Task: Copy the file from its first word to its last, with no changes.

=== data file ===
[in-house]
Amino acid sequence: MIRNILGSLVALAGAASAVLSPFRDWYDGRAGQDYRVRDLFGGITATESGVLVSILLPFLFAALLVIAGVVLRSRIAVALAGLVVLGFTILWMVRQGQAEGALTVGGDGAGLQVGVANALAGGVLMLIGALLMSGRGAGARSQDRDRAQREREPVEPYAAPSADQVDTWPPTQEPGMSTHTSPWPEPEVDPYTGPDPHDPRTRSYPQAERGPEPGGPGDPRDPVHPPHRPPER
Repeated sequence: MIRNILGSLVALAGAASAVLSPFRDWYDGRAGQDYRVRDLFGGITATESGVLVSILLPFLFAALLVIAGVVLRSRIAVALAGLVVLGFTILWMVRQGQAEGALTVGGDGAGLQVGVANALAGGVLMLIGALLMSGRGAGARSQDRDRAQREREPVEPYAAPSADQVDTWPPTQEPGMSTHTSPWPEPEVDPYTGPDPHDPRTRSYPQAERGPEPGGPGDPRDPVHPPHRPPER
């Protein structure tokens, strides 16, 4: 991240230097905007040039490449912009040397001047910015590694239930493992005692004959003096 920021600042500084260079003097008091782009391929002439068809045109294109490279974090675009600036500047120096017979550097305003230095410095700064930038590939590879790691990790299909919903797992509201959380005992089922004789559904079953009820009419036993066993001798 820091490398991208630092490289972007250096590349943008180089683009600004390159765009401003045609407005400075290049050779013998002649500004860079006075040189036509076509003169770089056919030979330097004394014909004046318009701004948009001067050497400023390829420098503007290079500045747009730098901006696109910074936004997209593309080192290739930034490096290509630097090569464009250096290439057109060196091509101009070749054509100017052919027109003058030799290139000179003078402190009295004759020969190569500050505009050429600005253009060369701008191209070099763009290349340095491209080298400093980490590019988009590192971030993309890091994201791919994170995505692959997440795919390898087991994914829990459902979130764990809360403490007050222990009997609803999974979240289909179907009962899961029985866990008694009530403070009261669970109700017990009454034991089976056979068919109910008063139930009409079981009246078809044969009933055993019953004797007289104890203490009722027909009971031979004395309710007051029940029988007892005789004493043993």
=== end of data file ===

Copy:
[in-house]
Amino acid sequence: MIRNILGSLVALAGAASAVLSPFRDWYDGRAGQDYRVRDLFGGITATESGVLVSILLPFLFAALLVIAGVVLRSRIAVALAGLVVLGFTILWMVRQGQAEGALTVGGDGAGLQVGVANALAGGVLMLIGALLMSGRGAGARSQDRDRAQREREPVEPYAAPSADQVDTWPPTQEPGMSTHTSPWPEPEVDPYTGPDPHDPRTRSYPQAERGPEPGGPGDPRDPVHPPHRPPER
Repeated sequence: MIRNILGSLVALAGAASAVLSPFRDWYDGRAGQDYRVRDLFGGITATESGVLVSILLPFLFAALLVIAGVVLRSRIAVALAGLVVLGFTILWMVRQGQAEGALTVGGDGAGLQVGVANALAGGVLMLIGALLMSGRGAGARSQDRDRAQREREPVEPYAAPSADQVDTWPPTQEPGMSTHTSPWPEPEVDPYTGPDPHDPRTRSYPQAERGPEPGGPGDPRDPVHPPHRPPER
């Protein structure tokens, strides 16, 4: 991240230097905007040039490449912009040397001047910015590694239930493992005692004959003096 920021600042500084260079003097008091782009391929002439068809045109294109490279974090675009600036500047120096017979550097305003230095410095700064930038590939590879790691990790299909919903797992509201959380005992089922004789559904079953009820009419036993066993001798 820091490398991208630092490289972007250096590349943008180089683009600004390159765009401003045609407005400075290049050779013998002649500004860079006075040189036509076509003169770089056919030979330097004394014909004046318009701004948009001067050497400023390829420098503007290079500045747009730098901006696109910074936004997209593309080192290739930034490096290509630097090569464009250096290439057109060196091509101009070749054509100017052919027109003058030799290139000179003078402190009295004759020969190569500050505009050429600005253009060369701008191209070099763009290349340095491209080298400093980490590019988009590192971030993309890091994201791919994170995505692959997440795919390898087991994914829990459902979130764990809360403490007050222990009997609803999974979240289909179907009962899961029985866990008694009530403070009261669970109700017990009454034991089976056979068919109910008063139930009409079981009246078809044969009933055993019953004797007289104890203490009722027909009971031979004395309710007051029940029988007892005789004493043993």